In addition to planning to build a new community hospital, the Chippewa Valley Health Cooperative has fast tracked planning for additional critical services, including establishing freestanding cancer and cardiology centers.

“While we build the new hospital, the cooperative will also establish other health care services to address our community’s needs,” Krause said.

Need for additional nonprofit hospital

According to data from the Wisconsin Hospital Association Information Center, before HSHS closed Sacred Heart Hospital in Eau Claire and St. Joseph’s Hospital in Chippewa Falls, these two hospitals combined provided 42% of the inpatient hospital stays, averaging about 125 patients daily.

In addition, the pair of HSHS hospitals covered 32% of the emergency room visits — equating to about 22,000 ER visits annually — and managed 35% of the newborn deliveries in the region.







Sacred Heart

HSHS Sacred Heart Hospital on March 22


Audrey Korte



“The overwhelming majority of patients at Sacred Heart and St. Joseph’s were patients of the independent physicians in the Chippewa Valley, as well as patients referred from rural access hospitals and clinics and other independent physicians throughout northwestern Wisconsin,” the release says.

While Mayo Clinic Health System Eau Claire and Marshfield Medical Center-Eau Claire have made efforts to increase their overall capacity, neither hospital is able to absorb the demonstrated need for critical health care services in the region.

“It’s been less than two months since Sacred Heart closed its emergency department, and the other ERs in the area are overwhelmed, and many people are traveling far out of the area to get the critical care they need,” said Mike Sanders, lead cooperative hospital and health care advisor. “It’s clear that the Chippewa Valley requires an additional ER and hospital capacity for the people in the region to receive the care they need.”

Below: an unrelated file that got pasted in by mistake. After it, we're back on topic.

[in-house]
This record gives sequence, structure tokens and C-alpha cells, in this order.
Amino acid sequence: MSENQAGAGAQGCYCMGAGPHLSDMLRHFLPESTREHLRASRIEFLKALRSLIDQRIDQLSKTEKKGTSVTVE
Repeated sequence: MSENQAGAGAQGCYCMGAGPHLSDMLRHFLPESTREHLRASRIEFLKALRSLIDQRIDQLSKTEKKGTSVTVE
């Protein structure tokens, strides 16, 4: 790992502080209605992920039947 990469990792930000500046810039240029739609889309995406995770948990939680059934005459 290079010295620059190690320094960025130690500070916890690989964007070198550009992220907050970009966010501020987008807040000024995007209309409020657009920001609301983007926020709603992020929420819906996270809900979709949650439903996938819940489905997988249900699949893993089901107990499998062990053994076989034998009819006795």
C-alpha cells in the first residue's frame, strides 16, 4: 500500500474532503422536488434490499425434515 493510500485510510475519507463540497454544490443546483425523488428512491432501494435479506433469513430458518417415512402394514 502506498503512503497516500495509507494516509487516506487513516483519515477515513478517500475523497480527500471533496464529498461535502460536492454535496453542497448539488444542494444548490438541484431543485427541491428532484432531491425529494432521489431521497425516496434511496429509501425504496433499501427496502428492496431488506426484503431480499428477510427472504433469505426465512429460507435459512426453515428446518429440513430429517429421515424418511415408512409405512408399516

Mike Sanders

Sanders


While the need for additional ER capacity has been talked about widely since HSHS closed its doors, the needs for more inpatient hospital beds, labor and delivery beds, an additional cancer center, cardiac services and a critical care unit are equally critical for the region.

“The Chippewa Valley grew past the capacity of the health care facilities we had before HSHS closed,” said Krause. “Building new, independent facilities for critical health services is important for the vitality of the region.”

Independent community hospitals

Community hospitals serving the full range of patients in their communities are doing well across Wisconsin and nationally. There are approximately 1,500 independent hospitals in the United States, the cooperative reports.

“Well-run community hospitals are built to serve the needs of their region and partner with qualified physicians to provide amazing care while operating sustainably,” said Sanders. “We are doing long-term planning for exceptional facilities and services that reflect current and projected needs in our growing region.”

Community members in the 15-county Chippewa Valley region and physicians licensed to practice medicine in Wisconsin will be able join the cooperative for a one-time fee of $25 and $100, respectively, in June.

The Chippewa Valley Health Cooperative is an independently governed, locally rooted organization “committed to making high-quality health care accessible and affordable for the residents of the 15 counties in Wisconsin’s Chippewa Valley region,” the release says.